Heart-related themes have been used time and again as spam baits. Because of its popularity, this is a theme that will probably last a lifetime, if users continue to fall for its schemes. The earliest such Storm variant, as written by Threats Analyst Robert McArdle, used a long list of girls’ names, perhaps to target men. Of course, Storm also made its presence felt around Valentine’s this year, with a spam run that led to a cutesy Web site where WORM_NUWAR.AR could be downloaded. In fact, as early as January, Storm was already spamming out some love.

     
    Posted in Spam | Comments Off



    We’ve seen all sorts of stuff being advertised by spam, from the salacious to the more innocent. Falling into this latter category is a recent type of spammed email message that our spam traps have caught: those advertising free screensavers (as shown below).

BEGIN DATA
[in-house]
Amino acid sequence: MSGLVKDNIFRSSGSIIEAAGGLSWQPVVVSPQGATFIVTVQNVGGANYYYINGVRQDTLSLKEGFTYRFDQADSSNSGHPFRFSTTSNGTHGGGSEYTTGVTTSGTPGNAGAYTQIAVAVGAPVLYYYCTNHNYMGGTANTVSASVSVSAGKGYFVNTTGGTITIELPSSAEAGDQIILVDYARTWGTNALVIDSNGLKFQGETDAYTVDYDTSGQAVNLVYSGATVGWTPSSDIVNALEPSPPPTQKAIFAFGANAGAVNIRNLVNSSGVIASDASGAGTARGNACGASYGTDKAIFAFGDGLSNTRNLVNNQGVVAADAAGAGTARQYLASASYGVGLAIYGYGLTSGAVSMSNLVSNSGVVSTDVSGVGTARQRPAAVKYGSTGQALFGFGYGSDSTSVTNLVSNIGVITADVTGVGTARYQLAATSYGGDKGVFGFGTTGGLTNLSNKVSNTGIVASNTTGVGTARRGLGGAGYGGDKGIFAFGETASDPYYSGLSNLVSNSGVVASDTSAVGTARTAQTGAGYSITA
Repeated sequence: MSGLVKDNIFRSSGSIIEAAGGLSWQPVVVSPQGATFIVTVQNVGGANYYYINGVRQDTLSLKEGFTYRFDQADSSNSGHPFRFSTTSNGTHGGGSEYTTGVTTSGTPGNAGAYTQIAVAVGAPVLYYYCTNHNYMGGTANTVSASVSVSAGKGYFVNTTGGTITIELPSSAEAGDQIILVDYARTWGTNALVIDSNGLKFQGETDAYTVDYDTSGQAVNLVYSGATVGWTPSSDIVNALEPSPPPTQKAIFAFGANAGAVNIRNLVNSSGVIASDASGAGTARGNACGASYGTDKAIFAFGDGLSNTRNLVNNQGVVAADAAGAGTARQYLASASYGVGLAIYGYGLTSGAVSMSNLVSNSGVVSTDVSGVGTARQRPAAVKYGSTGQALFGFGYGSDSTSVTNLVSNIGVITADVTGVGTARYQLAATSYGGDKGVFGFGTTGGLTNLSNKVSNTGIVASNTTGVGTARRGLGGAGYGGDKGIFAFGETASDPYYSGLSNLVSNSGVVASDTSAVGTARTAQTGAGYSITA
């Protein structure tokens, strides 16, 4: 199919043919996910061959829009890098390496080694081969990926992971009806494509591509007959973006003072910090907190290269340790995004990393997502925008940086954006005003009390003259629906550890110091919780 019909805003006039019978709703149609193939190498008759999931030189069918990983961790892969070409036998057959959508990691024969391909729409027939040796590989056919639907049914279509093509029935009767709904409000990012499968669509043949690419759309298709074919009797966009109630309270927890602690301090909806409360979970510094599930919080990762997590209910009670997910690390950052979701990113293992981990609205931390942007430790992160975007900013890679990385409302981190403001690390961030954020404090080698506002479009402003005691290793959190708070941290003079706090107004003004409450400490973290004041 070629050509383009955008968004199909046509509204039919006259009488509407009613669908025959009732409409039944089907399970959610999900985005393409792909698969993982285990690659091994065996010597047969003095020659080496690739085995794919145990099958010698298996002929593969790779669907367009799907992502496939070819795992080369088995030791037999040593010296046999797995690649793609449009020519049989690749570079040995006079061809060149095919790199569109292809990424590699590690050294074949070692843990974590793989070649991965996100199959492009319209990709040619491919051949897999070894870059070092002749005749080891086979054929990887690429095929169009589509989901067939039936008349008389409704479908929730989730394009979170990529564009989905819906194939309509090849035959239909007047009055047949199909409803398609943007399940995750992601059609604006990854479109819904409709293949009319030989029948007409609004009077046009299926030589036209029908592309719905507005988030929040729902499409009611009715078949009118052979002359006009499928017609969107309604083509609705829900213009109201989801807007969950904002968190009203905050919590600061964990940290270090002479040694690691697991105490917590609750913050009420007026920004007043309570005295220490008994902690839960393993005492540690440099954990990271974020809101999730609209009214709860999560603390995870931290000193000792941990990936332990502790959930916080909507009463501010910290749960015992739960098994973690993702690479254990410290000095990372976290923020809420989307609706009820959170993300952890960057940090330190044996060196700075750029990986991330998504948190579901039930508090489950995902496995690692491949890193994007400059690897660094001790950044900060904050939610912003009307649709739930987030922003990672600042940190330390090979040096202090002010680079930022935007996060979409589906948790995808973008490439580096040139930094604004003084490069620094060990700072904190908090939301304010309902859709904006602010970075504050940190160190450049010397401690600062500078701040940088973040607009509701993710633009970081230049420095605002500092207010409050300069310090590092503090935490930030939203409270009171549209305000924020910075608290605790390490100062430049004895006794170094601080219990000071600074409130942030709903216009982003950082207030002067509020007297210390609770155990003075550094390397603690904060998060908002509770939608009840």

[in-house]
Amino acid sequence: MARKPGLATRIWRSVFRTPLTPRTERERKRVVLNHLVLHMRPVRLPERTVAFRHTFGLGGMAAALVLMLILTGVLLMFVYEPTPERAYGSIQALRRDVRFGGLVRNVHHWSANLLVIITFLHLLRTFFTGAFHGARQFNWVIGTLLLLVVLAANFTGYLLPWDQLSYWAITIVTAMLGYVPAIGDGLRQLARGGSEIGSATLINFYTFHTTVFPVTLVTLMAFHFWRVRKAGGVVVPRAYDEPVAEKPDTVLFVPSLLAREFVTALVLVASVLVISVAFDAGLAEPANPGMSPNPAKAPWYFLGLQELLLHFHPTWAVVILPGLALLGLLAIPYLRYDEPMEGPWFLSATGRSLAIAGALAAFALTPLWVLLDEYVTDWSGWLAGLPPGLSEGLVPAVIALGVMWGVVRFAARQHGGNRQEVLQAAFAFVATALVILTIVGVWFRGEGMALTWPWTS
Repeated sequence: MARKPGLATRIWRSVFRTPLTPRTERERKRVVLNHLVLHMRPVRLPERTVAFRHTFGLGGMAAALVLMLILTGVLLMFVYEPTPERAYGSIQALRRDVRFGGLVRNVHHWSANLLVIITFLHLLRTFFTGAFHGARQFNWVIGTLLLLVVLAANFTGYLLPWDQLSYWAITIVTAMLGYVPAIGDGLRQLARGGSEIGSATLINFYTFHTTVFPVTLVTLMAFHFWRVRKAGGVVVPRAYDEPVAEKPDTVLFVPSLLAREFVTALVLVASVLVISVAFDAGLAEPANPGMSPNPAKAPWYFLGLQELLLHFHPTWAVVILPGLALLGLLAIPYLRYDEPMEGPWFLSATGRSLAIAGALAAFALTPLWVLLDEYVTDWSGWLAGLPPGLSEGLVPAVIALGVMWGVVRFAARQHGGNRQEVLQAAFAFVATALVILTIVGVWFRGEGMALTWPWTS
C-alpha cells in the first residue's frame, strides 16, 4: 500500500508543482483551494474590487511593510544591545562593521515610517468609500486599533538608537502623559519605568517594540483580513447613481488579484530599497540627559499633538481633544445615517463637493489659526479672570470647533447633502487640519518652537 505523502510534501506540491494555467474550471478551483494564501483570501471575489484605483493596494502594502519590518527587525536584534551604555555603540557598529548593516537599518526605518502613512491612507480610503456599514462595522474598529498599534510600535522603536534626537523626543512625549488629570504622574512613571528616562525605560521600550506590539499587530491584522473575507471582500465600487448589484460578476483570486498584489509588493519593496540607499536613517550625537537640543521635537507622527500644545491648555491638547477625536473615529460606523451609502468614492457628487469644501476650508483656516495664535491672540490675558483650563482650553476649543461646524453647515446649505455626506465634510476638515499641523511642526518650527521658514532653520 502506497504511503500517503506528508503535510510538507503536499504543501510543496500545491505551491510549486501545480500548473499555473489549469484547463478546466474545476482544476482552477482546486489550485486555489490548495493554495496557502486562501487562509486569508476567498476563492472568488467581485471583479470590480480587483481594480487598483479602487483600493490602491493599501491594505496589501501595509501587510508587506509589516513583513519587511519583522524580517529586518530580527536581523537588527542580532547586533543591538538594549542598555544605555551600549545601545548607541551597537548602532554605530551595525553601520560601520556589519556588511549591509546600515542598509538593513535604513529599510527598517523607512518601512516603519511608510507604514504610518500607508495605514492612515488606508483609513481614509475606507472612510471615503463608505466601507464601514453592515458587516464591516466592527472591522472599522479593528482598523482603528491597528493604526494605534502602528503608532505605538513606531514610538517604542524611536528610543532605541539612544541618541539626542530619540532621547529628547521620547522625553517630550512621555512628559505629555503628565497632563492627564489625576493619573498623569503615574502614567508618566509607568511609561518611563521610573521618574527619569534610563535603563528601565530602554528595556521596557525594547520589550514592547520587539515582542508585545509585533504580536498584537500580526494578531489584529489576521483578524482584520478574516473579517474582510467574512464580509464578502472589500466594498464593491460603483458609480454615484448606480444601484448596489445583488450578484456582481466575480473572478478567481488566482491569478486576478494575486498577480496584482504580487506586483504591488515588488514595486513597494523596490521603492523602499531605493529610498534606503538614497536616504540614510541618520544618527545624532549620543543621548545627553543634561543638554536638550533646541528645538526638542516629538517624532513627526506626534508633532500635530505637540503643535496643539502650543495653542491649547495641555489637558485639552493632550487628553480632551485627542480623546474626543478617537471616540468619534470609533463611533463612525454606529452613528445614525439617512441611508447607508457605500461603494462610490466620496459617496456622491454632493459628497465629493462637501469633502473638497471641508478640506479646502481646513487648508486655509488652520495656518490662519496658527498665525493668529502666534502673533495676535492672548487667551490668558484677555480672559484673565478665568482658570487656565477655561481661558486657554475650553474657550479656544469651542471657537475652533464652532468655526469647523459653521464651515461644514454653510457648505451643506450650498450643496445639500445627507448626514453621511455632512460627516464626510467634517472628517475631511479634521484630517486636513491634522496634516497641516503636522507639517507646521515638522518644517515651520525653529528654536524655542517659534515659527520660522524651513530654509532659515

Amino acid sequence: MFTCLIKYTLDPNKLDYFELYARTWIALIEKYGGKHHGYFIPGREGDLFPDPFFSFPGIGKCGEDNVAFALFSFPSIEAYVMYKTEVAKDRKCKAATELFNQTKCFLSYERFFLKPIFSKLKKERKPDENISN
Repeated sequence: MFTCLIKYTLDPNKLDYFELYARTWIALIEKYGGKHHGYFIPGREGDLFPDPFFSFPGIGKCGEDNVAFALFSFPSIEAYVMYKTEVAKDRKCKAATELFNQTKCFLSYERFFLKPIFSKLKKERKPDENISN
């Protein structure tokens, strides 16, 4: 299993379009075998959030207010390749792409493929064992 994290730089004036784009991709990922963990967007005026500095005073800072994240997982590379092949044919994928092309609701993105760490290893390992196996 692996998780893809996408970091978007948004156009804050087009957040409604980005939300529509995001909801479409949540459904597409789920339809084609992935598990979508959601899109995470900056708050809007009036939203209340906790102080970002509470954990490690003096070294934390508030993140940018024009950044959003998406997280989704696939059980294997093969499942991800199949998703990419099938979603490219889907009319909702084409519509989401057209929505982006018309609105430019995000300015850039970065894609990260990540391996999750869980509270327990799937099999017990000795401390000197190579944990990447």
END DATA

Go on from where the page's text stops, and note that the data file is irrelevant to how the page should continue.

That may not sound harmful at all, but when one clicks on the link within the message, he/she is led to a Web site that entices him/her to download a free screensaver. Here’s a screenshot of the said site:

    Again, there’s no harm in that, right? Wrong.

    When a user chooses to download a screensaver from those offered by the legitimate-looking site, he/she is actually downloading a malicious file onto his/her system.

    The said file is detected by Trend Micro as WORM_SOCKS.D.

    Information and screenshots provided by Content Security Team